Facts on brain drain are either hard to find or old. But one thing remains clear: those who can travel will do so to expand their professional horizons. The question is whether they return and share their experiences.
If you're fortunate enough to have access to a good education, whatever your financial background or country, there's a good chance it will open your eyes to worlds beyond. And it stands to reason that if you get that education and have a little cash left over, you will want to explore some of those new worlds up close.
Over the years it has happened a lot. A UNESCO Science Report "Towards 2030" cites brain drain as still being an issue for some countries, like Burkina Faso in West Africa. But this is not the complete picture.
There are many reasons for leaving. For some it might be financial prospects. And for others, like Abayomi Ogunjimi, "it was knowledge."
"I need new ideas, new ways of doing things and I need to fit myself in this broad landscape of science to get something done in my country after," says Ogunjimi. He's a PhD student from Nigeria, currently with the University of Sao Paulo in Brazil.
As Ogunjimi's outlook suggests, brain drain is no longer a one-way trip. It can be a round-trip, and some just don't feel the need to leave for an education at all.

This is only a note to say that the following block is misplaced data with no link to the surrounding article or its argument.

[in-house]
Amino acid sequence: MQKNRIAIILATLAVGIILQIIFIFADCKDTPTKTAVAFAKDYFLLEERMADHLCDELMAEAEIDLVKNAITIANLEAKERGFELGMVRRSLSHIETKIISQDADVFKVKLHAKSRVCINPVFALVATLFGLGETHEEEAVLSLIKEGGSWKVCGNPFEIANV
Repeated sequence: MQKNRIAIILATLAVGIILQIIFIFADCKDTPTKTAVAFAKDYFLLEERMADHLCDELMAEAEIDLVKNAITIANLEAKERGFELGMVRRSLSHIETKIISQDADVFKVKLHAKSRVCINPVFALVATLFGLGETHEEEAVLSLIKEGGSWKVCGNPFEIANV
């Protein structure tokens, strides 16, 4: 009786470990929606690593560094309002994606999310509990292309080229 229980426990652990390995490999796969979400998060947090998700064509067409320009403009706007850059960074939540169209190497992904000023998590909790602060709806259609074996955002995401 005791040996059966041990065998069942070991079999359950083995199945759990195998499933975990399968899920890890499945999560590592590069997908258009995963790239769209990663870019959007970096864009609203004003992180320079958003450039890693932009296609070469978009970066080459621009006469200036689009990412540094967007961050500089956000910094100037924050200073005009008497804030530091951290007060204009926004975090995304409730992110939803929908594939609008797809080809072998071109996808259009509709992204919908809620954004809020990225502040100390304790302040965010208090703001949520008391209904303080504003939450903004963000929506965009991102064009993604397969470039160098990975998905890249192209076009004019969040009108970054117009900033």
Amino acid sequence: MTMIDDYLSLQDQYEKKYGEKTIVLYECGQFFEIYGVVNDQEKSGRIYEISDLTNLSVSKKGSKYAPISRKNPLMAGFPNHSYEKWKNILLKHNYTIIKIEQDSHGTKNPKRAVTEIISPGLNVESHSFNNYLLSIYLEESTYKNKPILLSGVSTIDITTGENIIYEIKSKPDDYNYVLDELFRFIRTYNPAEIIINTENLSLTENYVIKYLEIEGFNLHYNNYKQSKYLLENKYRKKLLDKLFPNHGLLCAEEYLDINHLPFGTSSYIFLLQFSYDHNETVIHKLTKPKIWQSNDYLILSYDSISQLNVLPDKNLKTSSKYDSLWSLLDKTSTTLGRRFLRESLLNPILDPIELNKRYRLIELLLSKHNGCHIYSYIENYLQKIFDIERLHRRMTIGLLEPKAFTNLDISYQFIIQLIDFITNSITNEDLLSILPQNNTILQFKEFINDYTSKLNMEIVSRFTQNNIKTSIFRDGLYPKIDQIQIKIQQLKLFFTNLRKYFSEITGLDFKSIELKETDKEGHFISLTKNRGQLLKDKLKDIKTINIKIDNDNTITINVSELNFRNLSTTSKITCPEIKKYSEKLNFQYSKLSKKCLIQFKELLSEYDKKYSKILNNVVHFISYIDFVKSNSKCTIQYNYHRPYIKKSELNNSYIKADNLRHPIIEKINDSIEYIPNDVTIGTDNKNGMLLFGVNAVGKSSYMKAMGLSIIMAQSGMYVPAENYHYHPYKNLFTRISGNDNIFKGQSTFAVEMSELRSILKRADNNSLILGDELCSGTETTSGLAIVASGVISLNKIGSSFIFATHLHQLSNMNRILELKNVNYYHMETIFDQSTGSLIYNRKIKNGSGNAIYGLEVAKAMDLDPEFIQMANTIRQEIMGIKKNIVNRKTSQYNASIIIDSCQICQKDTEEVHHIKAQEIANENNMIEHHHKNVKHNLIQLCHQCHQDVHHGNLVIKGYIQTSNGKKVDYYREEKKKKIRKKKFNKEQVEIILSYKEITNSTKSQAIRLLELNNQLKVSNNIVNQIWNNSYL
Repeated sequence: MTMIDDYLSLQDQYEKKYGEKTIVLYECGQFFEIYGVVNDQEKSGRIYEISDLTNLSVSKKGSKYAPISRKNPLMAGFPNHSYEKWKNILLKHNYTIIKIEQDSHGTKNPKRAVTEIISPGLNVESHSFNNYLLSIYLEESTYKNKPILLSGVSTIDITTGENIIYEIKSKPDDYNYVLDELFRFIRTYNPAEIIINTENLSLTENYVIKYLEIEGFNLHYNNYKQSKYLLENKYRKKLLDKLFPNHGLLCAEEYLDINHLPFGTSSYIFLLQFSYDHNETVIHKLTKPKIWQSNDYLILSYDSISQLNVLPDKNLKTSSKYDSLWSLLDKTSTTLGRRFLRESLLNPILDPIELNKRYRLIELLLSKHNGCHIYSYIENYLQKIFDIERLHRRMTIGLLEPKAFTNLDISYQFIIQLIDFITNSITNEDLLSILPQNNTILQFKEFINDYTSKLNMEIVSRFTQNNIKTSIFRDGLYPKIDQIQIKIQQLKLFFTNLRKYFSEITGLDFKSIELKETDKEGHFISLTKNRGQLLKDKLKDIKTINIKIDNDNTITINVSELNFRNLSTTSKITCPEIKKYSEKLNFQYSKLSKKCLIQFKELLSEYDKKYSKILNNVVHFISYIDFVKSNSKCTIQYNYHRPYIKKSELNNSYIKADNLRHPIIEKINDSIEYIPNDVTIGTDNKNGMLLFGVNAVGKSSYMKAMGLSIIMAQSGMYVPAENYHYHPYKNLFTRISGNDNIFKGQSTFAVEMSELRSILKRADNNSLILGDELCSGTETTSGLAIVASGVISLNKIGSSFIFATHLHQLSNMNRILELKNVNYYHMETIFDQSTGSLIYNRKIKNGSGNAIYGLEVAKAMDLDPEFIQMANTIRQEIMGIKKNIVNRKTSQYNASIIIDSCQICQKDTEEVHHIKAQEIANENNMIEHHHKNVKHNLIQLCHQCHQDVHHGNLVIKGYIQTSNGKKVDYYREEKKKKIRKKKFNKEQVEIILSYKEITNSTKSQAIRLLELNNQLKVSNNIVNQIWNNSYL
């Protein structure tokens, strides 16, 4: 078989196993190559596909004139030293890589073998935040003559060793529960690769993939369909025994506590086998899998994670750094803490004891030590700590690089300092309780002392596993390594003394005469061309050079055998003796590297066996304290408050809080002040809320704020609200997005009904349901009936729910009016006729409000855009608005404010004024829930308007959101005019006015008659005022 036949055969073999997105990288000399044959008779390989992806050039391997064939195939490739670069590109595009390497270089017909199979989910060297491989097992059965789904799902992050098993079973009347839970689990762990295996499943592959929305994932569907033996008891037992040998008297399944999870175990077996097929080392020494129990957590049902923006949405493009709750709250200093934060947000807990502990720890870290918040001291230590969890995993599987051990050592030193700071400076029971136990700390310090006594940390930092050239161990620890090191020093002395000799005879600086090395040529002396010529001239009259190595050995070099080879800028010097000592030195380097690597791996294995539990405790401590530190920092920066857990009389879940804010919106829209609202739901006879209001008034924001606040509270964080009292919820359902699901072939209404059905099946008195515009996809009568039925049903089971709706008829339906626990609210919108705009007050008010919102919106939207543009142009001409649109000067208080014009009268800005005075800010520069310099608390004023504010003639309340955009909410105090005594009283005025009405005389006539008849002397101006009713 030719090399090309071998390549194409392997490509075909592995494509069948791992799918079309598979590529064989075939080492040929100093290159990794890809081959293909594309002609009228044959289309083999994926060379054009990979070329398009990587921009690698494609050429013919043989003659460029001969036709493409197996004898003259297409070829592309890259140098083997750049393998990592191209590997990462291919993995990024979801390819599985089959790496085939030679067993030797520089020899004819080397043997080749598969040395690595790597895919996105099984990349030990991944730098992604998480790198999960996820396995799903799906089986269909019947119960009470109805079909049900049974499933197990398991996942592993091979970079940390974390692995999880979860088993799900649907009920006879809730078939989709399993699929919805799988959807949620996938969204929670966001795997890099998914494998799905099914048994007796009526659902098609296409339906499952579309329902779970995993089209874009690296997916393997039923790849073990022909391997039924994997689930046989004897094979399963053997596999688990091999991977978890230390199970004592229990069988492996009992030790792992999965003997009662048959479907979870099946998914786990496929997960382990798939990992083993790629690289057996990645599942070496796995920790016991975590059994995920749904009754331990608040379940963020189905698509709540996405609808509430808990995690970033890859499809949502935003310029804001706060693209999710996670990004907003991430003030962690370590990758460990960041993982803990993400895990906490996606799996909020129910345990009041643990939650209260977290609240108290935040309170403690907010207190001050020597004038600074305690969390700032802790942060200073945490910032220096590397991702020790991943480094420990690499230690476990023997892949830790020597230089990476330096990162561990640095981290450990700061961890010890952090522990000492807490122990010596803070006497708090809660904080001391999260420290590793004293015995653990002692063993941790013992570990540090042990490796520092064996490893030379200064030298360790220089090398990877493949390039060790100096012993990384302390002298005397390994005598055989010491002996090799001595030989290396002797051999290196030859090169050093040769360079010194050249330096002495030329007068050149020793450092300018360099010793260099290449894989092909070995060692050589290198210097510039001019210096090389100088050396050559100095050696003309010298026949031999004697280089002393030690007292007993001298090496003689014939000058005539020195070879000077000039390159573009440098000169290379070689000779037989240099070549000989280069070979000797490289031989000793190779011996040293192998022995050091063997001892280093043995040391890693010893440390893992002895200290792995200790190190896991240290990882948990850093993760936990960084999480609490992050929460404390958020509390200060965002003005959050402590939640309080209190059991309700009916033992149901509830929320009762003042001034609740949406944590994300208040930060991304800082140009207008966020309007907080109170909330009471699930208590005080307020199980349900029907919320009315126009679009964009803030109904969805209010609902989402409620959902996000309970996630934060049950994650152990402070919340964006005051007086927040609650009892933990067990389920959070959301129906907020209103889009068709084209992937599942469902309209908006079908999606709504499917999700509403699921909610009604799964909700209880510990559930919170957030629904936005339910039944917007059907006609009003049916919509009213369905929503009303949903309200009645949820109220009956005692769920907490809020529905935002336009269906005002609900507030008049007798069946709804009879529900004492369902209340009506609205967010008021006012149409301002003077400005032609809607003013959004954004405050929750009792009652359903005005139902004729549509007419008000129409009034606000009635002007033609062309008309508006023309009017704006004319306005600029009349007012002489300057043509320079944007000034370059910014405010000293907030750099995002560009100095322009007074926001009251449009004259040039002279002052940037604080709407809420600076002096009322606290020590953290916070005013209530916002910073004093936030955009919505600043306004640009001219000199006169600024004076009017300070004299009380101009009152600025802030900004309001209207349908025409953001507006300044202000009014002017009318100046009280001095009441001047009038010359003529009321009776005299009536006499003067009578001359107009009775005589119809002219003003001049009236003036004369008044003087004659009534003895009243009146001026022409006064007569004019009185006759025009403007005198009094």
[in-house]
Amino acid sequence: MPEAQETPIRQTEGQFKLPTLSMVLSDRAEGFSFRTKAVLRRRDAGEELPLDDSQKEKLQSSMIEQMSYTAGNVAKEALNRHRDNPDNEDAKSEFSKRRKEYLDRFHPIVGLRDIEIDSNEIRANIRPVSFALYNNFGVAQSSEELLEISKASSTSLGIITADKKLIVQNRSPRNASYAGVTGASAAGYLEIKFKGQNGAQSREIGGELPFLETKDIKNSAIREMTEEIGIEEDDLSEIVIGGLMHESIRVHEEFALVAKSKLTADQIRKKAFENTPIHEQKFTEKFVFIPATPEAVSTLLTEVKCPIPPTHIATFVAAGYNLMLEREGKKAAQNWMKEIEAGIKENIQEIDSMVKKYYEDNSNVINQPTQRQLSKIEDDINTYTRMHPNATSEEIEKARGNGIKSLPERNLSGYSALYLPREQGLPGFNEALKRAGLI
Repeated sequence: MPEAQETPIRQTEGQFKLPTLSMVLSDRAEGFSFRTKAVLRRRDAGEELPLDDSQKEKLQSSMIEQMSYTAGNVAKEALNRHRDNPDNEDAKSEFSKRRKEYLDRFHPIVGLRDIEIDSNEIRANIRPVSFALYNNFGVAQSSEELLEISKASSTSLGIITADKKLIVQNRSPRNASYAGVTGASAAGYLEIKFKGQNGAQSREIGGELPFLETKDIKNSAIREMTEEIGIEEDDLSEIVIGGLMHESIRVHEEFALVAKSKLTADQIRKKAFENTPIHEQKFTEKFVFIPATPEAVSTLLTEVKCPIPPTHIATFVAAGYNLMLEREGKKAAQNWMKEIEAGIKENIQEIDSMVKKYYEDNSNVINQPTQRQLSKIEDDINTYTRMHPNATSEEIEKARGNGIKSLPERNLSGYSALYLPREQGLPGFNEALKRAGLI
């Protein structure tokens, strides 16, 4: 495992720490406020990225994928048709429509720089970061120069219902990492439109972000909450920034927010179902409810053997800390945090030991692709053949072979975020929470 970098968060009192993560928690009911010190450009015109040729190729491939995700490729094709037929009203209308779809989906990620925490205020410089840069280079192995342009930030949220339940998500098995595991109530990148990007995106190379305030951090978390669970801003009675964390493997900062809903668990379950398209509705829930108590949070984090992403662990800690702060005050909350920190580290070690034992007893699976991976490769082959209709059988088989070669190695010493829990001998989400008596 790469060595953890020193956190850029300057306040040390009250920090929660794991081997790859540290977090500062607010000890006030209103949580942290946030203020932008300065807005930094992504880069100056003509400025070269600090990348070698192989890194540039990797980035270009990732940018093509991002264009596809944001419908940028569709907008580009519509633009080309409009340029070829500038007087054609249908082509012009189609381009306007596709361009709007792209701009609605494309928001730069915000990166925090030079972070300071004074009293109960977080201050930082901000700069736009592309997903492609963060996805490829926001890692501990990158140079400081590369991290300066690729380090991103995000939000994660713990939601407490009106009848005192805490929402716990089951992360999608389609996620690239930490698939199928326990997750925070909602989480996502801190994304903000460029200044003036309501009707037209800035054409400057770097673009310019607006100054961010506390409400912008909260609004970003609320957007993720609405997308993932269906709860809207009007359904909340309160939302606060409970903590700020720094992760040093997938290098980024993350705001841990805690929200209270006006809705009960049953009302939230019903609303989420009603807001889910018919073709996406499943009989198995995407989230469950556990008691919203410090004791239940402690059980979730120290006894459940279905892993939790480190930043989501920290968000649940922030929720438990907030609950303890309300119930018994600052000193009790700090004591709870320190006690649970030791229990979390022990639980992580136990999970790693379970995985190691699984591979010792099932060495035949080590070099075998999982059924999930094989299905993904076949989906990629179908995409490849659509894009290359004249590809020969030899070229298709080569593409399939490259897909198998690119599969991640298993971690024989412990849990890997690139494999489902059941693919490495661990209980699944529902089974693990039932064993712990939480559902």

The UNESCO report suggests, for instance, that Djibouti has experienced a fundamental turnaround since the University of Djibouti was founded in 2006. Two years later, the global economic crisis even "provoked a reversal in brain drain." It either discouraged scientists from emigrating in the first place, or they decided to return home as Europe and other countries turned a pale shade of economic death.
Ogunjimi says he knows his country Nigeria has the money for research but the government spends it elsewhere
"Returnees are today playing a key role in STI [science, technology, innovation] policy formulation, economic development … even those who remain abroad are contributing," write the report's authors.
So we've gone from brain drain to brain (re)gain, and today we're seeing a "brain circulation." Some countries, like Sudan, that previous suffered from brain drain are now even attracting researchers. Or take Kenya: its plans for a Silicon Savannah could soon be a major draw card for the country.
All these developments rely on returnees bringing back expertise from across the sciences - and not only that, it's their local knowledge that counts as well. But sometimes it's precisely that knowledge that slows your return.
"It's often difficult when you go back because there's nothing to work with," says Ogunjimi. "I plan to go back because I have a position at the university, but I'm already seeing challenges, like funding, facilities, government policies."
Ogunjimi focuses on pharmaceuticals, researching drug delivery and nano technology. And he will always keep the door open with a view on the world outside Nigeria.
"If I get funding and can do some good research, I'll stay. But if not, I'll move out," Ogunjimi says.
Inspired by the problems at home